Government, in the form of Deputy President David Mabuza, has convened the inter-ministerial committee on land reform and agriculture to meet following a Democratic Alliance (DA) requested Parliamentary debate on farm murders and rural security.
The South African number two chairs the committee and it will on Friday, according to a Presidency statement, among others focus on specific programmes aimed at curbing violent attacks on farmers, which negatively impacts food production and security.
“The lives of farmers, farm workers and farm dwellers as well as every citizen of the country, black and white, matters. For this reason government will continue to work with the justice, crime prevention and security (JCPS) Cabinet cluster to ensure prevention as a priority in dealing with farm murders,” the statement said.
Speaking during the debate of national importance in Parliament Dianne Kohler Barnard, shadow state security minister, pointed out the agricultural sector was an industry that “touched the lives and tables of each and every South African”.
“Agriculture is one of South Africa’s greatest employers, one sector most likely to drive back poverty, indeed one of the great engines of our economy. Agriculture-related businesses have work streams leading to and from each farm and employ hundreds of thousands.
“Agriculture is a major pillar of the economy – with the added bonus of a strong global consumer base pulling in much-needed foreign exchange,” she said explaining the importance of largely rurally-based agriculture.
Kohler Barnard then outlined her party’s stance of farm attacks, murders and rural security generally.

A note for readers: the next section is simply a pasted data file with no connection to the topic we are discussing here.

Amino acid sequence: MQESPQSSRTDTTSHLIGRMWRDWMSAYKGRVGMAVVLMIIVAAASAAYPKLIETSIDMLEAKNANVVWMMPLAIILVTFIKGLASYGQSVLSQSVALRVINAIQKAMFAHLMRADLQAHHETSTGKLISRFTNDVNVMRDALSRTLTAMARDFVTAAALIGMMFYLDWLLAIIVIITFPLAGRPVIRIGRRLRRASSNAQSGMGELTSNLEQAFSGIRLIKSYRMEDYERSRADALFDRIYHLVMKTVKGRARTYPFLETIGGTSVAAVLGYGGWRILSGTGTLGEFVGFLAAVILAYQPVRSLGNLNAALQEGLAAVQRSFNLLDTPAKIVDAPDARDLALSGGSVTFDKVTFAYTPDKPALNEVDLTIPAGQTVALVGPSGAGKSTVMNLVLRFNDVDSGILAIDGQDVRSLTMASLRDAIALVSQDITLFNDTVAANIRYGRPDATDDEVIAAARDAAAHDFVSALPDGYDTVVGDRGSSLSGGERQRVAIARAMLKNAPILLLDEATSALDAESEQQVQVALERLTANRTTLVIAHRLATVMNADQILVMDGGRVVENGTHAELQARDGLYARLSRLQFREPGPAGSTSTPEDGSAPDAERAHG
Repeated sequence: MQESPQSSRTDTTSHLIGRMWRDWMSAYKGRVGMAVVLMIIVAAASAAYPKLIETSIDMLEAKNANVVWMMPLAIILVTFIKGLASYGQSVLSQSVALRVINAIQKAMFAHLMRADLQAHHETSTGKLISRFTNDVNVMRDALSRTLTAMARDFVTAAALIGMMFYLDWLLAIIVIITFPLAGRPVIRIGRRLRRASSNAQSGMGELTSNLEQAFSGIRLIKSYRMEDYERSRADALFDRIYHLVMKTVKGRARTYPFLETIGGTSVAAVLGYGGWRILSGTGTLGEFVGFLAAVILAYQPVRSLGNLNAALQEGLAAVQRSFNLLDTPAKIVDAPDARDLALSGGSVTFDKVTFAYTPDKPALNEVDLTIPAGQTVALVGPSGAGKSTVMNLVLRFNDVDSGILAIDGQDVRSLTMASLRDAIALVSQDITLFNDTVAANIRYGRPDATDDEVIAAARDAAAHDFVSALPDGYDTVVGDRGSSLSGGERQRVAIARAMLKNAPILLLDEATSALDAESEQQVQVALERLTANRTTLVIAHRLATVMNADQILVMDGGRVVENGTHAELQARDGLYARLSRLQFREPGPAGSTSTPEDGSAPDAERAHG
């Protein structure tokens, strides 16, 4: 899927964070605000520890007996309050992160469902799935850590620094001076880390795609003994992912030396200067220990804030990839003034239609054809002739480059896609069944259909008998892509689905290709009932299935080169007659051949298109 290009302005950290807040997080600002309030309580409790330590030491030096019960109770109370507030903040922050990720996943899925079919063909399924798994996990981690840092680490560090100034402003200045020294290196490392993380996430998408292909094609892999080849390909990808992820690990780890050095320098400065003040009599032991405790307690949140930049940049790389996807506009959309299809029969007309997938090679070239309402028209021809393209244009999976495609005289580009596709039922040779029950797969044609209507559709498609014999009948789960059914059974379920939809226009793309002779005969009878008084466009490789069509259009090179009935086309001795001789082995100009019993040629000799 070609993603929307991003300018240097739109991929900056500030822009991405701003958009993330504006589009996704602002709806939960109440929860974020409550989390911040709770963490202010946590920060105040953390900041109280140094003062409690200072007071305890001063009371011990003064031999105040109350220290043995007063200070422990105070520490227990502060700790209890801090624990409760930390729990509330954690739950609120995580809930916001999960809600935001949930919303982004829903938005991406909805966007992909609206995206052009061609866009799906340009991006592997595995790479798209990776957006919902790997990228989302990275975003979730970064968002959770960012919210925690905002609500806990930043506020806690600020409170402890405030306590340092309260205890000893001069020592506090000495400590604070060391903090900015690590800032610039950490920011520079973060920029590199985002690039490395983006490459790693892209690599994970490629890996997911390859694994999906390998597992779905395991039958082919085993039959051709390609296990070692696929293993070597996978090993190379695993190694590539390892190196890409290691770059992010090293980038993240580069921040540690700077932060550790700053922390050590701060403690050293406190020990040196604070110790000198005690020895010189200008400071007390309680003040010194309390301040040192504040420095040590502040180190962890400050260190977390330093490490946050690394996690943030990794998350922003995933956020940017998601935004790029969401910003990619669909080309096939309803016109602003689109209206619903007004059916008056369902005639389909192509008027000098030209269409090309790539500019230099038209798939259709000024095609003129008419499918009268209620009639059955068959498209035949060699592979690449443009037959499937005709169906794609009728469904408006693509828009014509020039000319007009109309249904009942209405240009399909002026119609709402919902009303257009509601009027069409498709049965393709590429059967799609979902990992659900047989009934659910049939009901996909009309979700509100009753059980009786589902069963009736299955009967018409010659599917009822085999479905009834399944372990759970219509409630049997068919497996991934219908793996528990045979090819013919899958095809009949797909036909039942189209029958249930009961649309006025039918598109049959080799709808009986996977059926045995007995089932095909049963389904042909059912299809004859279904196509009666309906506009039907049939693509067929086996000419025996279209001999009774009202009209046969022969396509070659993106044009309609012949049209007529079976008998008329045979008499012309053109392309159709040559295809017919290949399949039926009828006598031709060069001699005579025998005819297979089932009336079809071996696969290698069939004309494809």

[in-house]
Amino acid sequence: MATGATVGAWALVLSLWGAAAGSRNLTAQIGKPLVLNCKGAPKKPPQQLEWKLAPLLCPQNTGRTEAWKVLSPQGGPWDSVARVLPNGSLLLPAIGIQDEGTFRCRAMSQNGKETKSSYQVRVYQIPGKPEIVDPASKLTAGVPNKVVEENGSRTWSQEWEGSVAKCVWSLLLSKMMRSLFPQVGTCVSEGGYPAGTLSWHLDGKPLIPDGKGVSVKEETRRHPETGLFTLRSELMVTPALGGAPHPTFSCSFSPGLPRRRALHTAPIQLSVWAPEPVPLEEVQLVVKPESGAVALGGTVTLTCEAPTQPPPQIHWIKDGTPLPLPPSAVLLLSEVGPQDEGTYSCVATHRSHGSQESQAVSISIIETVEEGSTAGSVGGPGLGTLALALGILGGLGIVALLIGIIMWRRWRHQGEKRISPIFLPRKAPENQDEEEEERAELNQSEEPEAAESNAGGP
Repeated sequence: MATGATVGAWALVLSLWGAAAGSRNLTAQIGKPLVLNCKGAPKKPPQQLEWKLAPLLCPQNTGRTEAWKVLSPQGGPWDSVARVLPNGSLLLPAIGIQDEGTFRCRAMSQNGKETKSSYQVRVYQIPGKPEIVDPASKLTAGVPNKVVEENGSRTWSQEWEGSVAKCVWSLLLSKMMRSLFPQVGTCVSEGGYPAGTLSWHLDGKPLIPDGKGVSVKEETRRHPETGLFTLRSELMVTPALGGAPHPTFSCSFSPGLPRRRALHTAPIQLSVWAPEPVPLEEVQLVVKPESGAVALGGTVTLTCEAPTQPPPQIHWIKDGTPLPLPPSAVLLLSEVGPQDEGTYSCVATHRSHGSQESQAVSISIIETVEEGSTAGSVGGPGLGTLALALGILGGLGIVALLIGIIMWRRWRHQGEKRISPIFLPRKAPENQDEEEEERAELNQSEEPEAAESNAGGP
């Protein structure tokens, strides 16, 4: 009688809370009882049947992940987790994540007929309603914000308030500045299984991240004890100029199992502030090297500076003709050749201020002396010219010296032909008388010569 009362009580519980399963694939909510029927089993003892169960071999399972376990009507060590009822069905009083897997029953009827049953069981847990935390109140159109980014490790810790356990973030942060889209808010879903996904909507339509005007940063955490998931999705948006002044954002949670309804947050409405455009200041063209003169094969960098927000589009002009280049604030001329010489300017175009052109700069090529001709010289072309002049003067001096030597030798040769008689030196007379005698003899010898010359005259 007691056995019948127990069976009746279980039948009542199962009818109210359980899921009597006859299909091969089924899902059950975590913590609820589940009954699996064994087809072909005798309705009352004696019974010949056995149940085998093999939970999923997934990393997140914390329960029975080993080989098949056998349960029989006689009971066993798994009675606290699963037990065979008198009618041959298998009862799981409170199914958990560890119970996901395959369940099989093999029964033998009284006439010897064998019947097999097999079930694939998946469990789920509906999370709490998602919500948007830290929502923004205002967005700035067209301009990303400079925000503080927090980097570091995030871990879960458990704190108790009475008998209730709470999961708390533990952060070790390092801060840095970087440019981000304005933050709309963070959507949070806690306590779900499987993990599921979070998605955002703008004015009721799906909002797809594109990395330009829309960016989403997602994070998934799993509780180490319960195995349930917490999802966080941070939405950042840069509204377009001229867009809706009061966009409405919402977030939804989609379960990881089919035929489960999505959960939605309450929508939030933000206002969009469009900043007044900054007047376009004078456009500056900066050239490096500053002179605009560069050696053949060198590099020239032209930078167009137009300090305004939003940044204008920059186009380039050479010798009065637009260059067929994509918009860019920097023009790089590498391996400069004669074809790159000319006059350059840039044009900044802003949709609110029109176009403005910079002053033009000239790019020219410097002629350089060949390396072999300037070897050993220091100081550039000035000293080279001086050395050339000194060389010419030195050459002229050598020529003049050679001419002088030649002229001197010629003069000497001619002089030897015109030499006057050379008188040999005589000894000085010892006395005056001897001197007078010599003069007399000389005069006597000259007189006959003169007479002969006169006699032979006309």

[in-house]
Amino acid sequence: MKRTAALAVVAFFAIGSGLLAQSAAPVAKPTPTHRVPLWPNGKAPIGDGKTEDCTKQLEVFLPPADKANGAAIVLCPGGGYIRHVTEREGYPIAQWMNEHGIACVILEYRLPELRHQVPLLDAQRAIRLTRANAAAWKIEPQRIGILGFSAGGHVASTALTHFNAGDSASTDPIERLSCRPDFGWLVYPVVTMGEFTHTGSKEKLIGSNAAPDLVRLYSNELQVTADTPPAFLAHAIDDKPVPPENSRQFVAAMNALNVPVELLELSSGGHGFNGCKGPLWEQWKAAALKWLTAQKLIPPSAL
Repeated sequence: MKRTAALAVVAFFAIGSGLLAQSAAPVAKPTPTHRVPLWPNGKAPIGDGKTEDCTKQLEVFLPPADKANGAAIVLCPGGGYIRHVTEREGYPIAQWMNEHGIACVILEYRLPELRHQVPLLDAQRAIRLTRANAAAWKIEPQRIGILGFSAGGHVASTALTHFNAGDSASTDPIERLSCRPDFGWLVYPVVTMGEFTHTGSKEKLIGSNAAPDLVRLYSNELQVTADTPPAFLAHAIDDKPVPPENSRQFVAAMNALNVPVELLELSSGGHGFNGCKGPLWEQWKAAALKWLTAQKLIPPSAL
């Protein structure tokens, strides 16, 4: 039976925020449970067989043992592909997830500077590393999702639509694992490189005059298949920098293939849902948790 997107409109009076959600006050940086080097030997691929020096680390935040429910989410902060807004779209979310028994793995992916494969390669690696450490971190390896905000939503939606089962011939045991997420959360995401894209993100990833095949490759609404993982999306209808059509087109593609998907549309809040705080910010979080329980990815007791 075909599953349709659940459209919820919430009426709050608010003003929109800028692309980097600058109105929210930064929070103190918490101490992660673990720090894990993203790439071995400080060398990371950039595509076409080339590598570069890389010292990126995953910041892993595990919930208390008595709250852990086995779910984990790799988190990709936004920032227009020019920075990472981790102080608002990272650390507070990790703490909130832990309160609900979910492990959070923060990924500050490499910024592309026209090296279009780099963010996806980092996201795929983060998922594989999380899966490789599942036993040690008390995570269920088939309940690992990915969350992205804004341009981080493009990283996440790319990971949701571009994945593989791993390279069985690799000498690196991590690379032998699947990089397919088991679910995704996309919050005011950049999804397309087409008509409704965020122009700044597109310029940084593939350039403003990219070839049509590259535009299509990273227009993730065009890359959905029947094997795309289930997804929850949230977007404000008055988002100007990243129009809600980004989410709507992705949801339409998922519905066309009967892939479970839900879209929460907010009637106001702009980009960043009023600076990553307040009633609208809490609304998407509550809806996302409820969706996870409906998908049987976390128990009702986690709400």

“The DA has been speaking out against farm attacks for more than two decades, but it was as we watched attack numbers rising during this country-killing lockdown, that we drew a line in the sand. This was because Police Minister Bheki Cele chose to forbid patrolling systems farm owners set up themselves in an attempt to keep their families safe.
“There have been 21 murders and 147 attacks in the past four months. Our farmers are three times more likely to be murdered than a police officer,” she told the National Assembly.
“The men and women who feed South Africa don’t sleep. They do nightly patrols around their farms and I know of wives who watch their husbands on cameras as they patrol in the dark. Watching for attackers, waiting to see if tonight is the night their beloved husband will be killed. Unless they farm in Lekwa, Mpumalanga, where electricity is cut week after week so farmers live in total terrifying darkness as animals die of cold and what’s in their fridges rots. They live the reality it is four times more dangerous to be on a farm, than in any other area of South Africa.”
Freedom Front Plus (FF+) leader Pieter Groenewald went further telling parliamentarians those who survive farm attacks are also victims.
“Those who survive a farm attack now have to carry on with their lives despite the trauma they suffered – many witnessed the murder of one or more family members. Most surviving victims are women and children.
“How unimaginable is the trauma a 12-year-old girl suffers forced to watch her mother being raped? How unimaginable is the trauma family members experience as they watch their loved ones tortured with boiling hot water and power drills? These not only leave marks on the victims, they are burnt into the memories of children as well,” he told the National Assembly.